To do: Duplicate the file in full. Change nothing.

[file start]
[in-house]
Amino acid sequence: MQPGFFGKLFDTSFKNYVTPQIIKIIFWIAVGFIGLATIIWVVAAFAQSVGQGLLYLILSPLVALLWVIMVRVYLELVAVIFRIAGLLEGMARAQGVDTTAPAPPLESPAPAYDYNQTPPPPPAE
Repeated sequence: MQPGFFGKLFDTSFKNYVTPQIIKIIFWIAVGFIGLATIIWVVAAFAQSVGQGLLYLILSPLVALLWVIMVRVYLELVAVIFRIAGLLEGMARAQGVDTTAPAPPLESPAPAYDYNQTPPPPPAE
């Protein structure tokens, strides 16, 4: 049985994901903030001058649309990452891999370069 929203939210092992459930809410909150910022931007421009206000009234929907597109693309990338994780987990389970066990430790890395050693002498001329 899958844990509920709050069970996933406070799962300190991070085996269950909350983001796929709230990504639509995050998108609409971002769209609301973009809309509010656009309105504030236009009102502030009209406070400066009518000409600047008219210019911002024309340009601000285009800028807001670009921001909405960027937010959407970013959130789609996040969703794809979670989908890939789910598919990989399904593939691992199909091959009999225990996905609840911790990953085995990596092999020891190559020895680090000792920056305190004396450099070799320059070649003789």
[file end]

[in-house]
Amino acid sequence: MQPGFFGKLFDTSFKNYVTPQIIKIIFWIAVGFIGLATIIWVVAAFAQSVGQGLLYLILSPLVALLWVIMVRVYLELVAVIFRIAGLLEGMARAQGVDTTAPAPPLESPAPAYDYNQTPPPPPAE
Repeated sequence: MQPGFFGKLFDTSFKNYVTPQIIKIIFWIAVGFIGLATIIWVVAAFAQSVGQGLLYLILSPLVALLWVIMVRVYLELVAVIFRIAGLLEGMARAQGVDTTAPAPPLESPAPAYDYNQTPPPPPAE
């Protein structure tokens, strides 16, 4: 049985994901903030001058649309990452891999370069 929203939210092992459930809410909150910022931007421009206000009234929907597109693309990338994780987990389970066990430790890395050693002498001329 899958844990509920709050069970996933406070799962300190991070085996269950909350983001796929709230990504639509995050998108609409971002769209609301973009809309509010656009309105504030236009009102502030009209406070400066009518000409600047008219210019911002024309340009601000285009800028807001670009921001909405960027937010959407970013959130789609996040969703794809979670989908890939789910598919990989399904593939691992199909091959009999225990996905609840911790990953085995990596092999020891190559020895680090000792920056305190004396450099070799320059070649003789």